On the global stage the British diaspora, proportionate to its population, remains one of the largest. This book is the first social history to explore experiences of British emigrants from the peak years of the 1960s to the emigration resurgence of the turn of the twentieth century. It explores migrant experiences in Australia, Canada and New Zealand alongside other countries. The book charts the gradual reinvention of the 'British diaspora' from a postwar migration of austerity to a modern migration of prosperity. It is divided into two parts. First part presents a decade-by-decade chronology of changes in migration patterns and experience, progressing gradually from the postwar migration of austerity to a more discretionary mobility of affluence. It discusses 'pioneers of modern mobility'; the 1970s rise in non-white migration and the decline of British privilege in the old Commonwealth countries of white settlement; 'Thatcher's refugees' and cosmopolitanism and 'lifestyle' migration. Second part shifts from a chronological to a thematic focus, by drilling down into some of the more prominent themes encountered. It explores the interplay of patterns of change and continuity in the migrant careers of skilled workers, trade unionists, professionals and mobile academics. The push and pull of private life, migration to transform a way of life, and migrant and return experiences discussed highlight the underlying theme of continuity amidst change. The long process of change from the 1960s to patterns of discretionary, treechange and nomadic migration became more common practice from the end of the twentieth century.
Emerging tendencies like cosmopolitanism and 'lifestyle' migration ambitions are part of a longer continuity of patterns in modern migration which developed and intensified only very gradually. Cosmopolitanism and global citizenship identities, of course, are not an inevitable outcome of frequent mobility, and serial migration has not always sprung from global consciousness. All migrant stories necessarily focus on the individual's life history, expressed in a myriad of different ways. Barbara Ingram-Monk's and Tanya Piejus's stories suggest how less tangible motivations could drive migration decisions; they also illustrate ways in which women's global thinking has influenced and articulated their migration practice. For Barbara the move to New Zealand, although demanding some difficult 'emotional adjustments', was deeply satisfying, but a return trip to England in 2006 prompted a different set of conflicting emotions about the country she had left.
This chapter shows how expatriate mobility might be alienating, especially for spouses, and discourage migration. Long before migrant mobility became democratised in the late twentieth century some industries and occupations had routinely facilitated global circulation. At first glance there seems little to distinguish the fortunes of skilled migrants of the 1970s and after from their forebears of the immediate postwar decades. It is true that trade union leadership provided a career pathway for some skilled British migrants, even when the strength and size of trade union membership was in decline. New industries spawned by the IT revolutions from the 1980s generated some of the most visible young highly skilled migrants; their mobility did much to change the face of modern migration. The chapter also shows how the rise of multinational corporations fostered expatriate employment with senior executives and skilled professionals enjoying consecutive postings, often to the more remote outposts.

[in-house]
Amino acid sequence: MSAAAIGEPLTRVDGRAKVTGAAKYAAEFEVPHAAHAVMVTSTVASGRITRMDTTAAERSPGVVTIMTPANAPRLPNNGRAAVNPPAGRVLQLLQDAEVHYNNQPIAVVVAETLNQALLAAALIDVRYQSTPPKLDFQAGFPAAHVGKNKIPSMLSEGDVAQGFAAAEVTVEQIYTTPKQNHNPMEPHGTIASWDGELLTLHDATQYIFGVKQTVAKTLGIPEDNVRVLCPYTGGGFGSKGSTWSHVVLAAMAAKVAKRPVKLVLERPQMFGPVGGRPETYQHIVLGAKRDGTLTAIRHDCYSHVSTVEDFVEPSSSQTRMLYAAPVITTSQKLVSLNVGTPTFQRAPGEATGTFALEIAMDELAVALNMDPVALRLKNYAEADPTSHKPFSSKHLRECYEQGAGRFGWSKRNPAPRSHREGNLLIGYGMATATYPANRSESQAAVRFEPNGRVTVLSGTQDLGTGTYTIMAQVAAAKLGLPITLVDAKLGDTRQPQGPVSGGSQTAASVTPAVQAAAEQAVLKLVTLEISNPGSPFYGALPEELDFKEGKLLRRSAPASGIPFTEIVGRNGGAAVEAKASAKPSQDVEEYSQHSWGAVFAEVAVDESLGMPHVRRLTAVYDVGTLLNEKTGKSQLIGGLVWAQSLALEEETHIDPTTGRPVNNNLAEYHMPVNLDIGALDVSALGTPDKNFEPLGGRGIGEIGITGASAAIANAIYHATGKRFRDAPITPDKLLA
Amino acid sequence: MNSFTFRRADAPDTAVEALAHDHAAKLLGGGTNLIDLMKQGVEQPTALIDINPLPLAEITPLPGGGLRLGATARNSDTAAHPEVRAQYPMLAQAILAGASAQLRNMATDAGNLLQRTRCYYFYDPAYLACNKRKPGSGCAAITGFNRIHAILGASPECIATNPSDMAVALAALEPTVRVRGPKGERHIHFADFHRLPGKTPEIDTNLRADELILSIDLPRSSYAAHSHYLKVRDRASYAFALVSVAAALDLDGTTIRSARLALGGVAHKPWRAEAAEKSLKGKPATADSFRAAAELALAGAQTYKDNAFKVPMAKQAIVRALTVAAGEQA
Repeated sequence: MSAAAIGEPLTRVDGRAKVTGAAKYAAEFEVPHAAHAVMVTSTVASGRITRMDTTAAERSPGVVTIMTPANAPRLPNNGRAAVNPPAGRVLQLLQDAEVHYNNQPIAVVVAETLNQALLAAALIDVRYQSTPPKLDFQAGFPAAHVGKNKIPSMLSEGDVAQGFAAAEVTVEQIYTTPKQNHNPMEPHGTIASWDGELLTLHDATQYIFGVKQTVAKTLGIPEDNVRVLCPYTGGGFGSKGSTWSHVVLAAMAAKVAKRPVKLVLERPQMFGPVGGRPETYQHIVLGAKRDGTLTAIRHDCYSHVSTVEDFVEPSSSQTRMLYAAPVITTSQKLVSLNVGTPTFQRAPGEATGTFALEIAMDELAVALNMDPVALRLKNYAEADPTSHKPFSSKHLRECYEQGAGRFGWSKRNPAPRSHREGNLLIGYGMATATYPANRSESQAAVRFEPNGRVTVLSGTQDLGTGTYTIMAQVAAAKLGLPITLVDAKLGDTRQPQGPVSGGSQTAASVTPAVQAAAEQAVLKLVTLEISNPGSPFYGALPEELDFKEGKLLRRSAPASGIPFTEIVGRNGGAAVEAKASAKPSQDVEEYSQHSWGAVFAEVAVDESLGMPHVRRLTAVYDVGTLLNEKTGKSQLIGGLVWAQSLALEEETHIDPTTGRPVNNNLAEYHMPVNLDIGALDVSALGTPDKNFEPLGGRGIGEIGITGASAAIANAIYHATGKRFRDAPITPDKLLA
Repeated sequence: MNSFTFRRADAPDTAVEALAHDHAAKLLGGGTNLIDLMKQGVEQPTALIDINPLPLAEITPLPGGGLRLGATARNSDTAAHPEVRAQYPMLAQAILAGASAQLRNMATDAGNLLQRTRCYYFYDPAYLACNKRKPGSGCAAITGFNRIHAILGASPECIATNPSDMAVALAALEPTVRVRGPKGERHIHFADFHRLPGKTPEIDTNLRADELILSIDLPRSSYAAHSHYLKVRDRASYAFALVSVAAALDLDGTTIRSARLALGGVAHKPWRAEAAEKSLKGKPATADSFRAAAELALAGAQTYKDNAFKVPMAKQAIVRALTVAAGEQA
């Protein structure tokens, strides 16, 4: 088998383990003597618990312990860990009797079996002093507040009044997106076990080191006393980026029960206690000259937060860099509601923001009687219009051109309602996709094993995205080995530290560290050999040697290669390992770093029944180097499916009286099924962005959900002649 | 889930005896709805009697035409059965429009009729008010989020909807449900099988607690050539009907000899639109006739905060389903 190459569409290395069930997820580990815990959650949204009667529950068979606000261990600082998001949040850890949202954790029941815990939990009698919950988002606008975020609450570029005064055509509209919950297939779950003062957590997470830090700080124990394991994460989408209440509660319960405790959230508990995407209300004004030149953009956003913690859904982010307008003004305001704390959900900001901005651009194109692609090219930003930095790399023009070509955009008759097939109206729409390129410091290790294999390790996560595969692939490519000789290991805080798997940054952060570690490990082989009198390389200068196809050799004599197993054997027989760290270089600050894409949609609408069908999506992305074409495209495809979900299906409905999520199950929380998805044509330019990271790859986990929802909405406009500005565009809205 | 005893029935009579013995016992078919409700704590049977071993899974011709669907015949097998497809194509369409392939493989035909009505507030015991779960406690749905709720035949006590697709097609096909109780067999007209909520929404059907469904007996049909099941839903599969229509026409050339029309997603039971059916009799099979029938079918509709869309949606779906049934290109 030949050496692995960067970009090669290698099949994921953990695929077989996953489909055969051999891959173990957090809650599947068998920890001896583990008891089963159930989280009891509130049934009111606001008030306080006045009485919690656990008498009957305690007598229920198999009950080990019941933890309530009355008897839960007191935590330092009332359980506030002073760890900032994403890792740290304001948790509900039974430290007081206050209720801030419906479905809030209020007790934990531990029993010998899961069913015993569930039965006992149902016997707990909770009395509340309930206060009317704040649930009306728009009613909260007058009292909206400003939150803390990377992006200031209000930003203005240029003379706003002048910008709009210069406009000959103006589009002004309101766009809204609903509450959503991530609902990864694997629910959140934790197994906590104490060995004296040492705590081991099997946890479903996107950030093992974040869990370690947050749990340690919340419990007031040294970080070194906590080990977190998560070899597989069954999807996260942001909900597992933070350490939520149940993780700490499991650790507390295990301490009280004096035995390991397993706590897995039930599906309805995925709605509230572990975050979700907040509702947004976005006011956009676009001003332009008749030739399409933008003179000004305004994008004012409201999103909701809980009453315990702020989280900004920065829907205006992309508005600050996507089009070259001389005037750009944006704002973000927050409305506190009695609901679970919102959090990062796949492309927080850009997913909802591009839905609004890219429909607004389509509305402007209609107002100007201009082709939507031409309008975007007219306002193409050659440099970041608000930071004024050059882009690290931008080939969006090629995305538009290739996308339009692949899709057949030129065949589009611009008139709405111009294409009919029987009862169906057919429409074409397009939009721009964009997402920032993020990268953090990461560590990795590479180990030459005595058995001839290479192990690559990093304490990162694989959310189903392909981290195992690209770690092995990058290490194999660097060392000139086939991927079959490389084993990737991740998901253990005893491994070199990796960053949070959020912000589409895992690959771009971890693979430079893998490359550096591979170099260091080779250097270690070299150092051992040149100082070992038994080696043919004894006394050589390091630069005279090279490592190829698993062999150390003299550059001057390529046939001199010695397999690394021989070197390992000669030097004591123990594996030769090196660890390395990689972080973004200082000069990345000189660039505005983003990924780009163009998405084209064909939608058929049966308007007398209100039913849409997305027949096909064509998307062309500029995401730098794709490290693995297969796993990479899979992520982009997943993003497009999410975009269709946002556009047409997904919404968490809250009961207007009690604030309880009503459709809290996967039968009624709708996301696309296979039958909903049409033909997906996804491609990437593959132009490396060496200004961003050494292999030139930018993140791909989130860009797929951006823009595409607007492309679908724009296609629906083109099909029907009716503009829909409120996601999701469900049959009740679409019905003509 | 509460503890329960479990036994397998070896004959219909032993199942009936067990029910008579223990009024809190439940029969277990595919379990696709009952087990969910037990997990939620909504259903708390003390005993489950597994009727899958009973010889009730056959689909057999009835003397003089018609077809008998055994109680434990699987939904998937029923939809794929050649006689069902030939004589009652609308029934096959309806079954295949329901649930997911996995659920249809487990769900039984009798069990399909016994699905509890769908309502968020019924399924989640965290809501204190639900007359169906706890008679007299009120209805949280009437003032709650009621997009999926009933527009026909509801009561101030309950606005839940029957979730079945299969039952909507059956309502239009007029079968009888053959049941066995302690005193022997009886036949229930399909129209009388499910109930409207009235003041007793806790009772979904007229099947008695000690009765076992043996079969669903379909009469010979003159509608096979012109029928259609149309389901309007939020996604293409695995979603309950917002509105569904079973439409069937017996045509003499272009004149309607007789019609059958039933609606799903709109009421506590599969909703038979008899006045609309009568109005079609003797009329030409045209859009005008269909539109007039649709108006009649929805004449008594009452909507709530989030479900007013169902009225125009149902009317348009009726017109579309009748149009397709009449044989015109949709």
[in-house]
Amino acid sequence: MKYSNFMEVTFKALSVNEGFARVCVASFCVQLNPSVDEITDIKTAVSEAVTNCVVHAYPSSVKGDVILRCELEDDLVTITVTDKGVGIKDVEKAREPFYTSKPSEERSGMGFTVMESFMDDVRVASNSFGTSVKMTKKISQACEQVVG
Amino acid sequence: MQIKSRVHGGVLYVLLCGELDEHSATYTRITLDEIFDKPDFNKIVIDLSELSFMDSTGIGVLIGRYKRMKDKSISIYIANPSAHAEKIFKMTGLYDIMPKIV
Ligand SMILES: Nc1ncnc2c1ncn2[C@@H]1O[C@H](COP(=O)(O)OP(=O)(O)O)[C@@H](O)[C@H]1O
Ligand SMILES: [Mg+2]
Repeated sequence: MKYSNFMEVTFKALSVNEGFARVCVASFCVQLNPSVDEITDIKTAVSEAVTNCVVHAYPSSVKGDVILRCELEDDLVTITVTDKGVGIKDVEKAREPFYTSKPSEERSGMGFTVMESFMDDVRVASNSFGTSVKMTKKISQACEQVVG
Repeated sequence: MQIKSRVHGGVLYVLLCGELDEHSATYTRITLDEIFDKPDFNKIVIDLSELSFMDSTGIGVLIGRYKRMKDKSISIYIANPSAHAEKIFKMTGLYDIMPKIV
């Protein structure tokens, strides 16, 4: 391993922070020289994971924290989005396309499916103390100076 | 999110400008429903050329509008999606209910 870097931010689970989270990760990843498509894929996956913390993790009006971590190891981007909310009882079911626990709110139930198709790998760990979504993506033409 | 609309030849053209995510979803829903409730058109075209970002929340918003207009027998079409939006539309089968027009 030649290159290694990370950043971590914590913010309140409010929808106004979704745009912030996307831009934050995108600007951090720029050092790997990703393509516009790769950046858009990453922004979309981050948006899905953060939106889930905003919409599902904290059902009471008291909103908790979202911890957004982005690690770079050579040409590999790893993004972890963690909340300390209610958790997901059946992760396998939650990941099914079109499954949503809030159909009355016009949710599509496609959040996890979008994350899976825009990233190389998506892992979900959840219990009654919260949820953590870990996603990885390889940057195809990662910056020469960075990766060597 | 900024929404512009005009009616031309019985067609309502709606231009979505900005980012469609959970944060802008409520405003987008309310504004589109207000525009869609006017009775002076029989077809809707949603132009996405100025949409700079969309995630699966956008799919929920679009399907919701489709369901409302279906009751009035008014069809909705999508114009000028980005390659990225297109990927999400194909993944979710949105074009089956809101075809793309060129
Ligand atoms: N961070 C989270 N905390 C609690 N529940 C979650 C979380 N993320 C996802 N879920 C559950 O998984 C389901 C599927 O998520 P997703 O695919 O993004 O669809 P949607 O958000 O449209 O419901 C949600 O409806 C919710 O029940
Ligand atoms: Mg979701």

Late twentieth-century British emigration and global identities – the end of the ‘British World’?
A. James Hammerton
British emigration has undergone significant changes since the heyday of the immediate post-war emigration schemes to Commonwealth countries of settlement. 'British Diaspora' is used to describe the outflow of British citizens, notwithstanding some of the persuasive reservations about its applicability which have been advanced cogently by Stephen Constantine. British migrants adopt the varieties of global and European identities with varying degrees of enthusiasm. As early as the 1950s the eager young British sojourners who seized the new, usually assisted, migration opportunities to embark on long-term working holidays around the world were as often women as men. Indeed, many female occupations, such as nursing, physiotherapy, clerical work and hairdressing, were uniquely mobile and in high demand. The brief portrait sketches of young women migrants since the 1980s illustrate some of the ways in which Europe has become inter-twined with the migrant mentality.
Family priorities can eclipse career in the quest for a new life, and migrations sparked initially by work or adventure can be vulnerable to unanticipated turns in family relationships. If work, career and opportunity have been primary drivers of migration, dynamics of family and marriage have been no less powerful in shaping migrants' life stories. The rising tide of divorce from the 1960s began to disrupt the common postwar narrative of stable family migration, so it is hardly surprising that marital and family dysfunction and dispersal came increasingly to dominate migrant memories. On the brighter side migration can operate as a spur to marriage, facilitate modern forms of extended family 'chain' and retirement migration and provide a stage for the global drama of moving love stories. 'Happy families', especially mobile ones, have their own stories of emotional pain to tell, and few resemble each other.